Open Gardens Project – Featuring Karli’s Habitat

Site Information: Karli’s habitat in Milwaukie has site conditions that include full sun, part sun, shade, dry, moist, wet, and the presence of a slope.

Goldenrod (Solidago canadensis) with native bee.

What inspired you to enroll in the Backyard Habitat Certification Program?

I grew up loving and observing wildlife, as I was raised in rural Oregon, so in a way, it was only a matter of time before I began pursuing native gardening. When I was young, native habitat was all around me, but now, much of that habitat has been degraded severely. It was many years ago that I was walking by a house in the St. John’s neighborhood and noticed a “Backyard Habitat Certified” sign. I was intrigued, and filed it away for one day when I had my own yard. When that day arrived, I googled “backyard habitat portland” and signed up right away. That first site visit catapulted me into the world of native gardening, and it’s how I spend most of my time these days.

Looking through one of our two rain gardens. Platinum certified through Backyard Habitat, 2020.

How would you describe your habitat?

Our property had several mature trees (four western red cedars, a deodar cedar, a spruce, and a maple). Starting with the tree canopy, we began to plan out our understory layers. Walking around on the property, natural pathways became evident, so we marked those off using old branches. The first year, we put in our small trees and large shrubs, and the last couple of years, we have worked to plant smaller shrubs and ground layer plants. We have about 140 native species now on our property, including two rain gardens. We have 35-45 nurse logs at this point, a bird house, several bird baths, bee baths, several pollinator meadow habitats in process, and have removed all invasive plant species, though this is an ongoing process as they sometimes re-germinate. We have never used pesticides on our property, and removing many of the invasive plant species that had been growing on our property for decades was a lot of work–but, we did it! Our cats Winter and Pepper live indoors!

Shade garden with nurse log, deer/licorice/sword ferns and native perennials.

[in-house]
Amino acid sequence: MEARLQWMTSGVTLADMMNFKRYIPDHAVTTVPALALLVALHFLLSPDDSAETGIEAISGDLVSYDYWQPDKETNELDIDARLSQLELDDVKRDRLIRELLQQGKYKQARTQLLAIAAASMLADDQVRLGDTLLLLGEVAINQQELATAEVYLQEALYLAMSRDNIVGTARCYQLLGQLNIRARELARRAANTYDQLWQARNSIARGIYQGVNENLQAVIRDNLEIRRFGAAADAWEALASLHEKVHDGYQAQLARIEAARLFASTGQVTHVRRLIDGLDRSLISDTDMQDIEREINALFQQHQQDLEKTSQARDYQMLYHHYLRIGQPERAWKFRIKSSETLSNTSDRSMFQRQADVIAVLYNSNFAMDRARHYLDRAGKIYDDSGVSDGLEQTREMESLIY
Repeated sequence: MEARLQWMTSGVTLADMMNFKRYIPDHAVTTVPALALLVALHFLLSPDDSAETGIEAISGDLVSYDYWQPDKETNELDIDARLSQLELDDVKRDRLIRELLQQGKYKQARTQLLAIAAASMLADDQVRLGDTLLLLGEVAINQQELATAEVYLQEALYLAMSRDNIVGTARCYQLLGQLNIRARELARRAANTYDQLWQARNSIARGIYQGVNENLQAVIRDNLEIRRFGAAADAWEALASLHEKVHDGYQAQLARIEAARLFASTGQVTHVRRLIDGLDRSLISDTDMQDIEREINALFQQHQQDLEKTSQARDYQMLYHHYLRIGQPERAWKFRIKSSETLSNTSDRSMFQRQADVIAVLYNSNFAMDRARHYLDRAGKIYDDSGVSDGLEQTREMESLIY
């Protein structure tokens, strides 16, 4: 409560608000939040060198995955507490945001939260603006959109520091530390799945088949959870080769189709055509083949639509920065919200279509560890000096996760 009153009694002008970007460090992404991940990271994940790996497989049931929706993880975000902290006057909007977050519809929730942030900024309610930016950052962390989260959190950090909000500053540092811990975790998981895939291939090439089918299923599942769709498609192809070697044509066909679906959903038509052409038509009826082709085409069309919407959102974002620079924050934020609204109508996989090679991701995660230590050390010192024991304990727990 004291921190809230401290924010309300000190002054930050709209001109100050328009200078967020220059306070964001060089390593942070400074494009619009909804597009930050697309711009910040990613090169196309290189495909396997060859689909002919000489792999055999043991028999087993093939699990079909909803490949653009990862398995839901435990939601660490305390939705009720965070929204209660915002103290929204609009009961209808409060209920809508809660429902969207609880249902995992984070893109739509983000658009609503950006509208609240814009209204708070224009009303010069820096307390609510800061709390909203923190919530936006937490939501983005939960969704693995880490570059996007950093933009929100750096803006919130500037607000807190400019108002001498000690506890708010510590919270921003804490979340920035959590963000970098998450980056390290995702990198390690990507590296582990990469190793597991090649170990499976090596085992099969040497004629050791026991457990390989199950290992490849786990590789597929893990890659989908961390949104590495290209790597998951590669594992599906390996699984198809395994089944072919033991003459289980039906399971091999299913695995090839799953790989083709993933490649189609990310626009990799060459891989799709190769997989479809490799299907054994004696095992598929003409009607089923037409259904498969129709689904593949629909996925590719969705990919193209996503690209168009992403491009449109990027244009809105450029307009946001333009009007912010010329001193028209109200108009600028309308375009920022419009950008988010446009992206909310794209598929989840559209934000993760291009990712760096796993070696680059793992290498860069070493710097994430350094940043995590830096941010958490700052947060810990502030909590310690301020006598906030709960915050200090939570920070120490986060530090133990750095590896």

What are your top three favorite native plants and why do you love them?

1) Douglas aster (Symphyotrichum subspicatum) – I love this PNW native for its value to wildlife and its long-lasting blooms. I love the foliage, too. Doug Tallamy, professor of entomology, and author of my favorite book, “Bringing Nature Home”, describes asters as a powerhouse species.
2) Oregon white oak (Quercus garryana) – I grew up in rural Yamhill County on fourteen acres. At the time, it was fourteen acres of oak savanna habitat, and I spent my childhood climbing and loving those trees. These native trees are the powerhouse of the native plant world here in the Pacific Northwest that support the broadest range of wildlife. In Doug Tallamy’s book “Nature’s Best Hope”, he writes, “White oaks and their relatives are the very best trees you can plant in your yard for wildlife in 84 percent of U.S. counties. . . . Our early work showed that oaks in the Mid-Atlantic region supported hundreds of caterpillar species–557 to be exact–and at least 934 species nationwide, making oaks by far the best plants to include at home if you want to support food webs” (143-144).
3) Pacific ninebark (Physocarpus capitatus) – I love this one because it is the first native species I ever bought, and is beautiful year round. It supports a wide array of pollinators, and I am able to observe several species when its in bloom at any given time. It is host for our Spring Azure butterfly, and birds appreciate the seeds and cover it provides.

Native bumblebee on Douglas aster (Symphyotrichum subspicatum)–a high-impact native species!

What changes have you observed as a result of creating habitat?

We had our first family of chickadees successfully raise a brood last spring! We have observed countless bird species over the years, and each year we see more and more as our native habitat garden matures. I observed the most species ever this past winter when I took on the leaves of several of our neighbors and bin by bin laid it beneath our conifers, which don’t produce leaves, as well as over every garden bed. Leave the leaves it one of the number one ways you can support wildlife by restoring your soil and providing habitat for invertebrates, the cocoons and chrysalises of butterflies, moths, etc., and even overwintering bumblebees. There is a world of life in leaf litter, and it supports our native birds that do not migrate over the winter, as well as greatly improves your soil.

One of my beliefs is that your front yard is an opportunity to spread knowledge. As we have slowly sheet-mulched our front yard (it is now all gone!), I have been spending more and more time gardening in front, whereas in years past I was mostly in our back yard. We have educational signs, and pedestrians often stop to ask questions or comment on the garden. The other day, my husband overheard two people walking by. One commented, “I wonder why they got rid of their lawn?” The other person told them that lawn does not support wildlife, while the native plants we were planting do.” Several neighbors have looked into pursuing backyard habitat certification from passing by our house, which is also what led me to discover native gardening myself when I passed by a habitat garden many years ago.

One half of our cardboard sheet-mulched front yard, photo taken in fall with leaf litter present. Daughter Amelia shown here with native plants like Pacific rhododendron (Rhododendron macrophyllum), Nootka rose (Rosa nutkana), deer and sword ferns, vine maple, and a pollinator garden in full sun near the curb, which includes keystone species like goldenrod/Doug aster along with S. campestris/pearly everlasting/yarrow/nodding onion. In this area, we used hazelnut shells for the pathways.

What were the two most significant challenges you encountered while creating habitat, and how did you address them?